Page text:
Boris Johnson vows to crack down on climate anarchists

Boris Johnson vows to crack down on climate anarchists with tough new laws against mass protests after Extinction Rebellion extremists delayed distribution of newspapers

  • Boris Johnson is drawing up plans for crackdown on climate change protests
  • PM has consulted colleagues about drafting new public order laws after demo
  • Mr Johnson may be strengthening laws to impose curbs on mass gatherings

Boris Johnson is drawing up plans for a new crackdown on disruptive demonstrations after climate activists delayed the distribution of hundreds of thousands of copies of national newspapers yesterday.

The Prime Minister, who branded the action by the Extinction Rebellion (XR) group a ‘completely unacceptable’ attempt to ‘limit the public’s access’ to a ‘vital’ free press, is understood to have consulted colleagues, including Justice Secretary Robert Buckland, about drafting new public order laws in the wake of the disturbances. 

More than 70 arrests were made after dozens of activists chained themselves to the gates of Newsprinters in Broxbourne, Hertfordshire and blocked access to presses in Knowsley near Liverpool, delaying the arrival of hundreds of thousands of papers, including the Daily Mail, to newsagents.

Boris Johnson is drawing up plans for a new crackdown on disruptive demonstrations after climate activists delayed the distribution of thousands of copies of newspapers

Mr Johnson, who spoke to Met Police Commissioner Cressida Dick to urge her to do more to defend the plants, said: ‘It is completely unacceptable to seek to limit the public’s access to news in this way.’

The Prime Minister is considering strengthening the laws to impose tighter restrictions on mass gatherings, in particular where it threatens the freedom of the press.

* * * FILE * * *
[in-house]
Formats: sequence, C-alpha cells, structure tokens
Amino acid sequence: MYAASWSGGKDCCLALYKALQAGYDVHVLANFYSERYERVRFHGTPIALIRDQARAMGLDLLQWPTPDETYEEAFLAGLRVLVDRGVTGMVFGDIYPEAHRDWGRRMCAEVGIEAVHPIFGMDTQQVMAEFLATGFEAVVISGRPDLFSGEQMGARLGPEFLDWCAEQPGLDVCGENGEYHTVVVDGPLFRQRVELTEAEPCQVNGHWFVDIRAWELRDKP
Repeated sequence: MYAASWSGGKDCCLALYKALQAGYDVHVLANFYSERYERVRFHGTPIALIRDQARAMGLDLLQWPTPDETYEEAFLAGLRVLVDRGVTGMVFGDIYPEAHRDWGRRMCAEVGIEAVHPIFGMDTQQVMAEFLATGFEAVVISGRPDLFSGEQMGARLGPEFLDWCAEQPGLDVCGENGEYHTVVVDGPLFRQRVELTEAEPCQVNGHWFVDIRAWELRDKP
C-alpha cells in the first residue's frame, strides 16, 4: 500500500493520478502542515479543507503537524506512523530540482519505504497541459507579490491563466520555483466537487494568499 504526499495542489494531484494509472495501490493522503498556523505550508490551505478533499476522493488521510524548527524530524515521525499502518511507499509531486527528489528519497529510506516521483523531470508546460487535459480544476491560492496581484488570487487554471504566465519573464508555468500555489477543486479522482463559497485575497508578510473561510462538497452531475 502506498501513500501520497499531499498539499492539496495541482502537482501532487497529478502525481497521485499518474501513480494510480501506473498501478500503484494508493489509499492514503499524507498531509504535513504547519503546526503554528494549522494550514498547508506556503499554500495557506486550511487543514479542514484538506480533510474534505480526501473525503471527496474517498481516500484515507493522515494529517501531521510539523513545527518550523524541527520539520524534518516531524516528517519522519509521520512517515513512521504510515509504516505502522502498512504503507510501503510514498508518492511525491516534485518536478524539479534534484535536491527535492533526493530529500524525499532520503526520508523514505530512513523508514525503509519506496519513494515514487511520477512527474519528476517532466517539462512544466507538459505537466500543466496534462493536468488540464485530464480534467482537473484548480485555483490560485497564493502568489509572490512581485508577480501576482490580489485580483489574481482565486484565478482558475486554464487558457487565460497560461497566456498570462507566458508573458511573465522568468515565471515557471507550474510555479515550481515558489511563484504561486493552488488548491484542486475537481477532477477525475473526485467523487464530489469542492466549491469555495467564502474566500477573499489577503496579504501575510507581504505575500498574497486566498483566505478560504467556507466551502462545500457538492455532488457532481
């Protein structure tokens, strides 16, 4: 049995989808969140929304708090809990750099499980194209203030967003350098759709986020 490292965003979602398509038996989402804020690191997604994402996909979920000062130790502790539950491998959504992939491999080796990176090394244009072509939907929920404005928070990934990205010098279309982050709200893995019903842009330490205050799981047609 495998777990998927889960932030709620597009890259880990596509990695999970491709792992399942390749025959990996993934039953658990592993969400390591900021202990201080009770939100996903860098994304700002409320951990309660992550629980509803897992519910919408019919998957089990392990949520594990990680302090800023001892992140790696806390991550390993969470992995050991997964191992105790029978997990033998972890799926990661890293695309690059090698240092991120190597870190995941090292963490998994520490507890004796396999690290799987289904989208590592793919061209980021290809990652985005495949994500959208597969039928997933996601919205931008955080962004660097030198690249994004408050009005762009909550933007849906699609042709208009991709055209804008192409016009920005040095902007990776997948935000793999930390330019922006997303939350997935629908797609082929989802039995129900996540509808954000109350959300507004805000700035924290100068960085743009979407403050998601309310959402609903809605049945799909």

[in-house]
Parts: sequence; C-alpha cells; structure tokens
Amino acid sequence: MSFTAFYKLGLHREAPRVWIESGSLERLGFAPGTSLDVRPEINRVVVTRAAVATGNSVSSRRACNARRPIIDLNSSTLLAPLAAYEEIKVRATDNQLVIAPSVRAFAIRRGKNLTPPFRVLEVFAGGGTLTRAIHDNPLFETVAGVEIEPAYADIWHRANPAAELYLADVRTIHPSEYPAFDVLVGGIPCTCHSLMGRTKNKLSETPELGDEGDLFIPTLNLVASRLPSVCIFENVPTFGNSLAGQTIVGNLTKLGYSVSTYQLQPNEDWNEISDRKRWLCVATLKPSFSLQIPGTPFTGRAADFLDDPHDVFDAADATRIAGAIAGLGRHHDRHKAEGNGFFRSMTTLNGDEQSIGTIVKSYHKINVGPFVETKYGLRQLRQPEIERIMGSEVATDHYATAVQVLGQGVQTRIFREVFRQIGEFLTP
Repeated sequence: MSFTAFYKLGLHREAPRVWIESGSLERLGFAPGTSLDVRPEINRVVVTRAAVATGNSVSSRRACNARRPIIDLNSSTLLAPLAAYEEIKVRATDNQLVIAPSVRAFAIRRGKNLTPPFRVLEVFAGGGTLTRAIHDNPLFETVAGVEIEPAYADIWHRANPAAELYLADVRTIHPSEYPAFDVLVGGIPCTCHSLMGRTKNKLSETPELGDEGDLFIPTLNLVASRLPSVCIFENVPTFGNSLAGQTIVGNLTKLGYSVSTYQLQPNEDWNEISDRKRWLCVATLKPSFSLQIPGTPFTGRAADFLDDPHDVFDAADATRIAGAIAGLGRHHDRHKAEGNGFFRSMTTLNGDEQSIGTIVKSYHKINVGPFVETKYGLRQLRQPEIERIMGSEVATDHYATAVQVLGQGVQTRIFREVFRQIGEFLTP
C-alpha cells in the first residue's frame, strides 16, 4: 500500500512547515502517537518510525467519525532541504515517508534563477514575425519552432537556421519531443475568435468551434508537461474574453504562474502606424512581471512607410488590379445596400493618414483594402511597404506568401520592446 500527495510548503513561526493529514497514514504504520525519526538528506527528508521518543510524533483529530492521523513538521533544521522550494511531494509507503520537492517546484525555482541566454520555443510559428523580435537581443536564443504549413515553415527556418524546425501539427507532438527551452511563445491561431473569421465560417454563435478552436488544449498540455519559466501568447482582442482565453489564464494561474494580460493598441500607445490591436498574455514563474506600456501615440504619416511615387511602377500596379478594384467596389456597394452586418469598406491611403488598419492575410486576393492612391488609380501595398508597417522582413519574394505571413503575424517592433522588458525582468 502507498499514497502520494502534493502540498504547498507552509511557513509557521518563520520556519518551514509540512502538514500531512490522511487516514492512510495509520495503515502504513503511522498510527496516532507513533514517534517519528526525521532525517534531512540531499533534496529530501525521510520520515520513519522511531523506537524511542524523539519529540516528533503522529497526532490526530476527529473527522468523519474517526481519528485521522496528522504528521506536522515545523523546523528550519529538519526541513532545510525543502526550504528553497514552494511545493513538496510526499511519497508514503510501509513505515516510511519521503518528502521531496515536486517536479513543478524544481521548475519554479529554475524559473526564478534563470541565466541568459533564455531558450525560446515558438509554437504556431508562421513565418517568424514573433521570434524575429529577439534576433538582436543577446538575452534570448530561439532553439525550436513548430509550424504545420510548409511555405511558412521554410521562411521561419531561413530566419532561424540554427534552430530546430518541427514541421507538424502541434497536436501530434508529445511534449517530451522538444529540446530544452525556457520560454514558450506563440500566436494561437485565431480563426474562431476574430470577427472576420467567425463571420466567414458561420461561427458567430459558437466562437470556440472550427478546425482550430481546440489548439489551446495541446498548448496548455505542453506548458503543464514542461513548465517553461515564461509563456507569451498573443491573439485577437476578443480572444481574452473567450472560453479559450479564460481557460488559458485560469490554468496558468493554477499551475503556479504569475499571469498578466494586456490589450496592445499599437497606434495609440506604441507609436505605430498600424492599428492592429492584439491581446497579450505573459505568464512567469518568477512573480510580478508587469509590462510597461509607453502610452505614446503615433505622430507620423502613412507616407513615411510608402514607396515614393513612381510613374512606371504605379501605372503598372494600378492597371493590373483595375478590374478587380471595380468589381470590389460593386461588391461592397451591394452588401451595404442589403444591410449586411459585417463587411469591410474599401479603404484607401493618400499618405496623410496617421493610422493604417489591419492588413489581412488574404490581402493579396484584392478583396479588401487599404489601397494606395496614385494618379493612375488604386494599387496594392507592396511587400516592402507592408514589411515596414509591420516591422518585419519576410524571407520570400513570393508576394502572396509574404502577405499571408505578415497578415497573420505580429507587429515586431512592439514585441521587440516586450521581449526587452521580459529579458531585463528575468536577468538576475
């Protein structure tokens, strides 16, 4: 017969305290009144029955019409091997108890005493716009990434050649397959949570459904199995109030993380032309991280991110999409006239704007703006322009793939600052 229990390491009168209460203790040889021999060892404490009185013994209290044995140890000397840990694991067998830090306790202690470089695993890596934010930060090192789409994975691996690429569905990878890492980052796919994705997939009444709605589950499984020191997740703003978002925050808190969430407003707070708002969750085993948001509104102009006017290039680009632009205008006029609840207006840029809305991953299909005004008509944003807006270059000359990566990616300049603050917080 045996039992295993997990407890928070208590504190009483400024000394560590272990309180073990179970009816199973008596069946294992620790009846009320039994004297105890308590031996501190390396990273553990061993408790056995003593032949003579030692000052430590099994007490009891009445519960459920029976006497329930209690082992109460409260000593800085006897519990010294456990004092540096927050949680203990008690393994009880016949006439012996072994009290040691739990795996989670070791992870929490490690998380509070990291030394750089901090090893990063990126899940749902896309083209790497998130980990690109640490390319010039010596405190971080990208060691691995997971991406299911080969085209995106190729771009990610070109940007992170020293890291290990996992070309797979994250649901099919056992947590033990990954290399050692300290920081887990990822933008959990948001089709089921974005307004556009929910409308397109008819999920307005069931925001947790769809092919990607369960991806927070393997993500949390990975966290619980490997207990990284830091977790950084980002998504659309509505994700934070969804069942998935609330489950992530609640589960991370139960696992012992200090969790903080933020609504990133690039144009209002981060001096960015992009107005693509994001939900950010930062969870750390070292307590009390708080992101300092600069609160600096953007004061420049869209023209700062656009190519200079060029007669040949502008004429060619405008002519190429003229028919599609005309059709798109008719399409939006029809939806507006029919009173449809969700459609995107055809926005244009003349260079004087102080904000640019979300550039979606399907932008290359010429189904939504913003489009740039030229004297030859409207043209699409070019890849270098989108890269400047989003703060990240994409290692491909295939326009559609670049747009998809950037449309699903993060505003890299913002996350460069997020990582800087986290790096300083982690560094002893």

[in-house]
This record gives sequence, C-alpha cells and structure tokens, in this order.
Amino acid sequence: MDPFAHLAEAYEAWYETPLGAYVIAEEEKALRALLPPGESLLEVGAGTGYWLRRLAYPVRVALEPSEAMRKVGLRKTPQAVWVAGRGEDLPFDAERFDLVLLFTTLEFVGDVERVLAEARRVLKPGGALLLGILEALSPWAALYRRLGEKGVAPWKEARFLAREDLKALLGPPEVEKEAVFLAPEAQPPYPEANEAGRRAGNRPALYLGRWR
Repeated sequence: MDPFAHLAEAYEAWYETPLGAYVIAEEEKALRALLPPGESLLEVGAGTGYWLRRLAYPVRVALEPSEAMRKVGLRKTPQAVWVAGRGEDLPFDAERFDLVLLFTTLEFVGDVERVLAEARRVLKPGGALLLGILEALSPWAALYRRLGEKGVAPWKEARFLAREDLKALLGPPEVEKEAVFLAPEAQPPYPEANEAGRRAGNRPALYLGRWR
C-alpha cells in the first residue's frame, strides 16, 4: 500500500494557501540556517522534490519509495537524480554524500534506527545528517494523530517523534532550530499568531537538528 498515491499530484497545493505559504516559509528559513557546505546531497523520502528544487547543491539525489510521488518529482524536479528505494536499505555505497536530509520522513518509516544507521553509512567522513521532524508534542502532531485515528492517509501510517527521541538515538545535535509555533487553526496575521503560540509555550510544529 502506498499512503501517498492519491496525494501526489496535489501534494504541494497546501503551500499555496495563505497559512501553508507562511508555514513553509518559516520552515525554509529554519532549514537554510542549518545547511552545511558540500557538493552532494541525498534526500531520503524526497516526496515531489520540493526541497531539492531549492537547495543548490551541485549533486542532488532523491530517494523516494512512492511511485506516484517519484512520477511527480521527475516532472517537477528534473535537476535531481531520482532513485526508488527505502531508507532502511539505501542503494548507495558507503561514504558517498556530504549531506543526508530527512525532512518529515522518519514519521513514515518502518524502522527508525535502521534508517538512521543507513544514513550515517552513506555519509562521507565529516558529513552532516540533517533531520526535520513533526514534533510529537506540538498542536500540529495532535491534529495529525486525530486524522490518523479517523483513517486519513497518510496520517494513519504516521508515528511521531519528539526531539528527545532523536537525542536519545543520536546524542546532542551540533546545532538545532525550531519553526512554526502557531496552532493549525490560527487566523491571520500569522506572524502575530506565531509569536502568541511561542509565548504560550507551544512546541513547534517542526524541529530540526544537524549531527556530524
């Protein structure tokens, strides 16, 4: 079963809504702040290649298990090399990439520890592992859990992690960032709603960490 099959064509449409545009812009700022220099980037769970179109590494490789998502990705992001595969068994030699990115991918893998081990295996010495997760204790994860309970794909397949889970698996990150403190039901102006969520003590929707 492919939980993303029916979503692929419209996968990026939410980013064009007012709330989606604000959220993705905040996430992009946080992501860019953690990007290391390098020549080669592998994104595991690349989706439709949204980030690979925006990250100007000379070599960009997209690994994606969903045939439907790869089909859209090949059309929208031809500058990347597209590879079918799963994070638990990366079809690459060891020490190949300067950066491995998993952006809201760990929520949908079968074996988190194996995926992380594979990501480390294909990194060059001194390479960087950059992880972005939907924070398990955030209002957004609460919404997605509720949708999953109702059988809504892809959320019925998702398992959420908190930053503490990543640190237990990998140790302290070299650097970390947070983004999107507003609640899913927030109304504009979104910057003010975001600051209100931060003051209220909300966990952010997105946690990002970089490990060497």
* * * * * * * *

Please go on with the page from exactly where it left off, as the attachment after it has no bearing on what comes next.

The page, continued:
A source said: ‘Boris believes that the protection of a free press is a key tenet of democracy and the law should do more to uphold that’.

The Prime Minister, who branded the action by the Extinction Rebellion (XR) group a ‘completely unacceptable’ attempt to ‘limit the public’s access’ to a ‘vital’ free press, is understood to have consulted colleagues, including Justice Secretary Robert Buckland, about drafting new public order laws in the wake of the disturbances

More than 70 arrests were made after activists chained themselves to the gates of Newsprinters in Broxbourne, Hertfordshire and blocked access to presses in Knowsley near Liverpool, delaying the arrival of thousands of papers, including the Mail, to newsagents 

Mr Johnson’s views were echoed by his fiancée, Carrie Symonds, who said: ‘I care about climate change and biodiversity a massive amount but preventing a free press to spread this message further is just wrong.

‘Not to mention all those small businesses that rely on being able to sell newspapers.’

Labour leader Sir Keir Starmer did not comment on the protests, but a party spokesman said that he supported the view of his Culture Spokesperson Jo Stevens, who said: ‘A free press is vital for our democracy.’

Conservative MP Tobias Ellwood backed a legal crackdown on XR, telling The Mail on Sunday: ‘Extinction Rebellion has lost sight of its original cause and is recklessly pursuing a divisive agenda intent on causing disruption on a mass scale.

‘By intentionally and unapologetically stifling press freedoms, harming news agents revenues and denying the public access to newspapers, the organisation crossed a line which must be defended. I have spoken with the Justice Secretary and requested he review legislation relating to unlawful and disruptive protests’.

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